A recent study on a biennial plant demonstrated that pyrrolizidine alkaloids decrease with the age of leaves due to reallocation from old leaves to new leaves. Here we study the optimal age-specific pattern of defense chemical concentration in leaves that achieves the maximum growth rate of the plant. We consider a plant growing exponentially in a constant environment. Assumptions are the following: (1) The loss of leaves due to herbivory decreases with defense chemical concentration. (2) The daily net photosynthesis of a leaf decreases with its age. (3) Using photosynthetic products, the plant produces new leaves that may contain defense chemicals. (4) Although there is a cost to producing new defense chemicals, such chemicals can be reallocated without cost. In the optimal schedule calculated using Pontryagin's maximum principle, the chemical defense level decreases with leaf age. The optimal level of chemical defense increases with the cost of leaf production and herbivory intensity but decreases with the cost of defense chemical production, effectiveness of the defense chemical, net productivity, and growth rate of the plant. If both generalist and specialist herbivores attack the same plant, the optimal defense level is dependent only on the generalists' abundance and sensitivity, but in independent of the specialists that are unaffected by the defense chemical.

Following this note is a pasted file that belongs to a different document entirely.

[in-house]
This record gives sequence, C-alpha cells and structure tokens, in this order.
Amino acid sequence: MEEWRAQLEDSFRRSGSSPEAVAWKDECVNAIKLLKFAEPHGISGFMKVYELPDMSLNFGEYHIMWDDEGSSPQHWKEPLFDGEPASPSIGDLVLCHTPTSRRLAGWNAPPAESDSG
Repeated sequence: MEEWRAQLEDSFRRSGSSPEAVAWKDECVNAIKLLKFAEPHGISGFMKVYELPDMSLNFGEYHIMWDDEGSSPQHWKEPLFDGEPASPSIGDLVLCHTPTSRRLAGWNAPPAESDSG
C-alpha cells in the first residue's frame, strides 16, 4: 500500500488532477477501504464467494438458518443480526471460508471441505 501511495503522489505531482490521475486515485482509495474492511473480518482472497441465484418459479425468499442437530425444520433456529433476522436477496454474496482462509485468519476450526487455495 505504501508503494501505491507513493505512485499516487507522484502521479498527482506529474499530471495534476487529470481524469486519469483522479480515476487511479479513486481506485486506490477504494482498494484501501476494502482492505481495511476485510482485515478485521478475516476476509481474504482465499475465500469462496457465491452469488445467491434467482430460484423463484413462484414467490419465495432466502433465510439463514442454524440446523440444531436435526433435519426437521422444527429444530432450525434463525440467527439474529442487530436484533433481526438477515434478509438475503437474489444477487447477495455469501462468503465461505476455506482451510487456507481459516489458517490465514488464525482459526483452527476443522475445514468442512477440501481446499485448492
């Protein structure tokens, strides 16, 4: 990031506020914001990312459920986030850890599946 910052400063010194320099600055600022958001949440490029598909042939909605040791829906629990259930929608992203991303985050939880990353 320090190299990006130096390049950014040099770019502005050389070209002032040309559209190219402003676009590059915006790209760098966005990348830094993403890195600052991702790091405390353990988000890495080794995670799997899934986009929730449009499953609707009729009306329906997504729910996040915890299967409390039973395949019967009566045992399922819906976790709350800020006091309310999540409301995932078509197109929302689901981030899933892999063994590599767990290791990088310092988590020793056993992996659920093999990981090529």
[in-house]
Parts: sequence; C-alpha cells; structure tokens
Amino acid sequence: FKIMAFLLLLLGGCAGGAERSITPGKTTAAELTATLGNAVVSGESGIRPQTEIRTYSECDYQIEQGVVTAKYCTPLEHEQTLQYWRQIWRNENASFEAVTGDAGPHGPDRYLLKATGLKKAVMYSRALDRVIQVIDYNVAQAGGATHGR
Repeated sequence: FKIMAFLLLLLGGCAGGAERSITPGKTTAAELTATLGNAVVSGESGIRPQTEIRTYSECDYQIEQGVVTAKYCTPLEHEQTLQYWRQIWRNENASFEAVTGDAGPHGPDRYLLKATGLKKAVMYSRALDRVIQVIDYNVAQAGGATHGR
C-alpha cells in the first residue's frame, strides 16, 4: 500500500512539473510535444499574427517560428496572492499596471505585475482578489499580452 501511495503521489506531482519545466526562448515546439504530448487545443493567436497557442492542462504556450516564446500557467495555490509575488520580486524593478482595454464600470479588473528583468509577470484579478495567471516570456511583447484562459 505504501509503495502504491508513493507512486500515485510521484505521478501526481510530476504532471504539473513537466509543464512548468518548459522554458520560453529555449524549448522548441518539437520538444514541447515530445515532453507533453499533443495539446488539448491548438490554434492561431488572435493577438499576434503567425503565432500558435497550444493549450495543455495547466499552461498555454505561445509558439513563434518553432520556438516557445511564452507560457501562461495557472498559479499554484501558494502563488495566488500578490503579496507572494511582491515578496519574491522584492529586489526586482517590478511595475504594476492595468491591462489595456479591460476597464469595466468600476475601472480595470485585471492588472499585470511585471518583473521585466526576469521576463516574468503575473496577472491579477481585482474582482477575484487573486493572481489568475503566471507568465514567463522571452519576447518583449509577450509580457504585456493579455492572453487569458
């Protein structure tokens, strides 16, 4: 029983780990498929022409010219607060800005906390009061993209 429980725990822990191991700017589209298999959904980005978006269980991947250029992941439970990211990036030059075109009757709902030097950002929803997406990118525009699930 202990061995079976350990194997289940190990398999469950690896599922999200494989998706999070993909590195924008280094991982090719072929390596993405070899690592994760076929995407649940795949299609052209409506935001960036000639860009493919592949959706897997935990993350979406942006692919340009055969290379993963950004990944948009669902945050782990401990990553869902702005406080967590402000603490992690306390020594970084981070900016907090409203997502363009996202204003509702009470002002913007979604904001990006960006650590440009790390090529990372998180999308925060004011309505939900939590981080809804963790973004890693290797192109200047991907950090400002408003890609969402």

All Science Journal Classification (ASJC) codes
- Ecology, Evolution, Behavior and Systematics